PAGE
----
Behaviors and attitudes in response to the COVID-19 pandemic: insights from a cross-national Facebook survey
originally posted on: 15 May 2020 (2020), unpublished
In the absence of medical treatment and vaccination, the mitigation and containment of the ongoing COVID-19 pandemic relies on behavioral changes. Timely data on attitudes and behaviors are thus necessary to develop optimal intervention strategies and to assess the consequences of the pandemic for different demographic groups. We developed a rapid response monitoring system via a continuously run online survey (the "COVID-19 Health Behavior Survey") across eight countries (Belgium, France, Germany, Italy, the Netherlands, Spain, the United Kingdom, the United States). The survey was specifically designed to collect key information on people's health status, behaviors, close social contacts, and attitudes in response to the COVID-19 pandemic. We developed an innovative approach to recruit participants via targeted Facebook advertisement campaigns in order to generate balanced samples for post-stratification. In this paper, we present results for the period from March 13-April 19, 2020. We estimate important differences by sex: women show a substantially higher perception of threat along with a lower level of confidence in the health system. This is paralleled by sex-specific behaviors, with women more likely to adopt a wide range of preventive behaviors. We thus expect behavior to serve as a protective factor for women. Our findings also show a higher level of awareness and concern among older respondents, in line with the evidence that the elderly are at highest risk of severe complications following infection from COVID-19. While across all the samples respondents were less concerned for themselves than for their country or for the world, we also observed substantial temporal and spatial heterogeneity in terms of confidence in institutions and responses to non-pharmaceutical interventions.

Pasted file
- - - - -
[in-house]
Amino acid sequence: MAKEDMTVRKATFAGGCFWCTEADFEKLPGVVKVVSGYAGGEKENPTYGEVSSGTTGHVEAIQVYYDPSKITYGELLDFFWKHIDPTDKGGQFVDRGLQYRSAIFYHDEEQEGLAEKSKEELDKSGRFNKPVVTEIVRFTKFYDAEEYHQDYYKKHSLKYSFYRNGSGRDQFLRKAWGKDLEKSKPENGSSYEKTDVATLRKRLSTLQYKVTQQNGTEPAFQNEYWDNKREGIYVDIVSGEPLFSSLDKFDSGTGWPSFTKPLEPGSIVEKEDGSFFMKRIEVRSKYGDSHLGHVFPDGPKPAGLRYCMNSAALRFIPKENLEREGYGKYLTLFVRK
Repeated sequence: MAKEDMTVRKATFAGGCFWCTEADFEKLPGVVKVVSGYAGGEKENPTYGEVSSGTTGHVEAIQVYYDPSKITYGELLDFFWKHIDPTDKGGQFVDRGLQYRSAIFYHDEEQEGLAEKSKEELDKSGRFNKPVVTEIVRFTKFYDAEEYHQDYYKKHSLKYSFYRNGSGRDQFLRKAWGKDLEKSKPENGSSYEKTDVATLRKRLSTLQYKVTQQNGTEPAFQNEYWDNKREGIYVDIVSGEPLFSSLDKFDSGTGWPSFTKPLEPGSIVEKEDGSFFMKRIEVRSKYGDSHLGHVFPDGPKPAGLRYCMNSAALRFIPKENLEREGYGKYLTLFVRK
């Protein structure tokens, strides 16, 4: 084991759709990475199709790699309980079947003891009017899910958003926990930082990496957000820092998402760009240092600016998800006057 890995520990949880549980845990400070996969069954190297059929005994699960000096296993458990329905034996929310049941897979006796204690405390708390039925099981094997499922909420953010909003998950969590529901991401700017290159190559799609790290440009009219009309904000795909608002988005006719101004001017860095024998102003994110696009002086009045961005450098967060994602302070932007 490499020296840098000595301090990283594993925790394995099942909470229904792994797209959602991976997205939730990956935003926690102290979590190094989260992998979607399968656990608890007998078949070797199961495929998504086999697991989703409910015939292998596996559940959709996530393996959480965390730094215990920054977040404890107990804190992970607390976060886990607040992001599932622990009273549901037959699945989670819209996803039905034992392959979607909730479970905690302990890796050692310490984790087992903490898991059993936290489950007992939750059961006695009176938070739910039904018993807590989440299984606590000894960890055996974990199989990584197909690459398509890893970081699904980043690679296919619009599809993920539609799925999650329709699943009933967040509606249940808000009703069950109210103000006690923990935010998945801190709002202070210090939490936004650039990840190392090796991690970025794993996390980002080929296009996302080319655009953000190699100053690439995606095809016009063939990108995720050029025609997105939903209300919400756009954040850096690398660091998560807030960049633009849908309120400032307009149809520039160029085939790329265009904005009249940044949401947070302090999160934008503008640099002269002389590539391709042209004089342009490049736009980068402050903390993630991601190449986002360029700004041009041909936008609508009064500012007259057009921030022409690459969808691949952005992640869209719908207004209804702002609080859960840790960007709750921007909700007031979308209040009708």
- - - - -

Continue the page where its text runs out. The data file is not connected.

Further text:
Schlagwörter: Global, demographic and health surveys, infectious diseases